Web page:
Breakthroughs in Practical-Sized, High Quality OLED Light Panel Source


Photo of a rectangular white light panel containing grid lines being held by a person on the left (you only see one of the person's hands), shining the light onto a table to the right containing multi-colored balls.

General Electric Global Research has achieved a major breakthrough, developing a fully functional 2 ft. x 2 ft. light panel that produces more than 1200 lumens of quality white light with an efficacy of 15 lumens per watt. This device offers 50% better energy performance than their previous device, breaking two world records.

Photo of two men on the left looking at a bright white light panel on the right, with the man on the right pointing to the light panel with his left hand.

Anil Duggal, Manager of GE's Light Energy Conversion Program, and Mark Ginsberg, Senior Executive Board Member, DOE's Office of Energy Efficiency and Renewable Energy, are illuminated by the 2 ft. x 2 ft. OLED device at a demonstration held at DOE.

The goal of this three-year project was to develop an OLED light panel that delivers white light with brightness and quality comparable to a fluorescent source, and with an efficacy better than an incandescent source. Key challenges involved achieving the correct white color (critical to market acceptance), increasing OLED device efficiency and lifetime at high brightness, size, and fault tolerance. In the first year, GE developed a small area efficient white light device that produced 2 lumens of light with an efficacy of 4 lumens per watt, setting two world records. This achievement involved utilizing blue polymers developed by Cambridge Display Technologies to fabricate and evaluate device performance. One polymer was selected for white device development; in parallel, new polymers and device designs were investigated for increased efficiency.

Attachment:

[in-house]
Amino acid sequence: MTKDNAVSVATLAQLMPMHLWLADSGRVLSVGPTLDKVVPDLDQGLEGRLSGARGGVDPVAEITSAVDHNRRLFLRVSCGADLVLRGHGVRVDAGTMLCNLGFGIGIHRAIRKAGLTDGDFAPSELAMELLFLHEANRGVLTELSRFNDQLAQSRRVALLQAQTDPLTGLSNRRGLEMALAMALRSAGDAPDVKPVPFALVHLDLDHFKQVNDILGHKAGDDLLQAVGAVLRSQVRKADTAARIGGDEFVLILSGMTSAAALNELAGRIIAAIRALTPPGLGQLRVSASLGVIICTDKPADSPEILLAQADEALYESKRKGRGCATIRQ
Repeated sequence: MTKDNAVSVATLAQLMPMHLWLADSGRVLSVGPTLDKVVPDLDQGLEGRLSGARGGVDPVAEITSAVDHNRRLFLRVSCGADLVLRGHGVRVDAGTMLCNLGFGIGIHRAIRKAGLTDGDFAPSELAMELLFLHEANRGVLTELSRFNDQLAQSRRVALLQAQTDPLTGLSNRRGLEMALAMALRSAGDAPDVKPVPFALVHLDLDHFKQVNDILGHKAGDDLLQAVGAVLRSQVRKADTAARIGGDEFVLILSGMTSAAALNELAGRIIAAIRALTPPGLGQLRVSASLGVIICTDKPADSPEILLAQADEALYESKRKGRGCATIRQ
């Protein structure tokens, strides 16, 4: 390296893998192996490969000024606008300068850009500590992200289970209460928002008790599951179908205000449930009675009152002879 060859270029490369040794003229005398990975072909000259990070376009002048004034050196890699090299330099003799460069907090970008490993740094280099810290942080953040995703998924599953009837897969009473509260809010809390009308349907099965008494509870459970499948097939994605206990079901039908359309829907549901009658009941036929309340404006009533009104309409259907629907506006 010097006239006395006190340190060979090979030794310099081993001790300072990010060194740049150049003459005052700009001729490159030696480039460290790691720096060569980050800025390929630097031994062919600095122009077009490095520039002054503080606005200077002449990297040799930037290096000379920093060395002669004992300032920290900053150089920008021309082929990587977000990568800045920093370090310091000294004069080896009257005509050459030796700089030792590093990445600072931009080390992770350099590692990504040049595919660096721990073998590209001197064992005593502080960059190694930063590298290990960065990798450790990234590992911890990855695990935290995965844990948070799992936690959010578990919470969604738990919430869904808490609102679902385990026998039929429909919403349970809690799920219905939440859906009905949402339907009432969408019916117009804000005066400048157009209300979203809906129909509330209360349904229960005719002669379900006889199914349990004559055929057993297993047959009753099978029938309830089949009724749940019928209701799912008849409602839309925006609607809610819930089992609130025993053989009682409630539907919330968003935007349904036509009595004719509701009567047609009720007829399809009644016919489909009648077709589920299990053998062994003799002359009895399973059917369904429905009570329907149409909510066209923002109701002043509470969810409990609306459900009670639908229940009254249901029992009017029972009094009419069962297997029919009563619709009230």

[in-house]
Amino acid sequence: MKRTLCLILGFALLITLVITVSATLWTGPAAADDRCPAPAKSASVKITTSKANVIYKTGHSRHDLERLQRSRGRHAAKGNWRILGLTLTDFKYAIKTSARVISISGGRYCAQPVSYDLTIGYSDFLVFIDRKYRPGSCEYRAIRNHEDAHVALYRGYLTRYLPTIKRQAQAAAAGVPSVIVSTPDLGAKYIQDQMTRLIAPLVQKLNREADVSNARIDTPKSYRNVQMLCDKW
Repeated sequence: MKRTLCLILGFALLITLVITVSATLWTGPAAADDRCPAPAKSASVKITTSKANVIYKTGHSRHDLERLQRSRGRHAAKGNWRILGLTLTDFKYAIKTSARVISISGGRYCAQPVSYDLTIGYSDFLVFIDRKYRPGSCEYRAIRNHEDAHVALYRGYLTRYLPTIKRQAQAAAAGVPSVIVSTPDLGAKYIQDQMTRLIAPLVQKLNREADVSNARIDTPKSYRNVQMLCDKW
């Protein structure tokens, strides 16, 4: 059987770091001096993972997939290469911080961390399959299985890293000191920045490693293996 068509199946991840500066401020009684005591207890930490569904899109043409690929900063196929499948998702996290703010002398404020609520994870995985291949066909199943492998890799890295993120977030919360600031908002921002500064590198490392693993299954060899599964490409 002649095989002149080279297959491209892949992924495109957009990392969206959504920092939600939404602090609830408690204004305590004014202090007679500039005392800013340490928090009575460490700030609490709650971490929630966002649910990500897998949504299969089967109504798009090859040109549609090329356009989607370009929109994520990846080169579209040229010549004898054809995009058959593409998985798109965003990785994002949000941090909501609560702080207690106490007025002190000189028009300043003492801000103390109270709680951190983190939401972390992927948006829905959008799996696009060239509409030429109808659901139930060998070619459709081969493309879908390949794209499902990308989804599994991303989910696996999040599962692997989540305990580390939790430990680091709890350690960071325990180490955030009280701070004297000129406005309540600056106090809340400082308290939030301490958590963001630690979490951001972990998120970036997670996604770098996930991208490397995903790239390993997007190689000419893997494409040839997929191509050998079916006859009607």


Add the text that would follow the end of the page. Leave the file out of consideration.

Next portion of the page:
In the second year, GE focused on developing a new scalable, fault tolerant architecture compatible with low-cost fabrication methods. The result was a device measuring 6 in. x 6 in. that produced 70 lumens of light with an efficacy of 7 lumens per watt — another world record. In the third and final year, the team focused on increasing lumen output and efficiency, developing a 2 ft. x 2 ft. illumination-quality OLED array using a tiling approach to link 16 panels together.

These breakthroughs demonstrate that the light quality, output, and efficiency of OLED technology can meet the needs of general illumination. The next goal is to demonstrate that organic electronic devices can be made cost-effectively on flexible material in a continuous roll-to-roll process.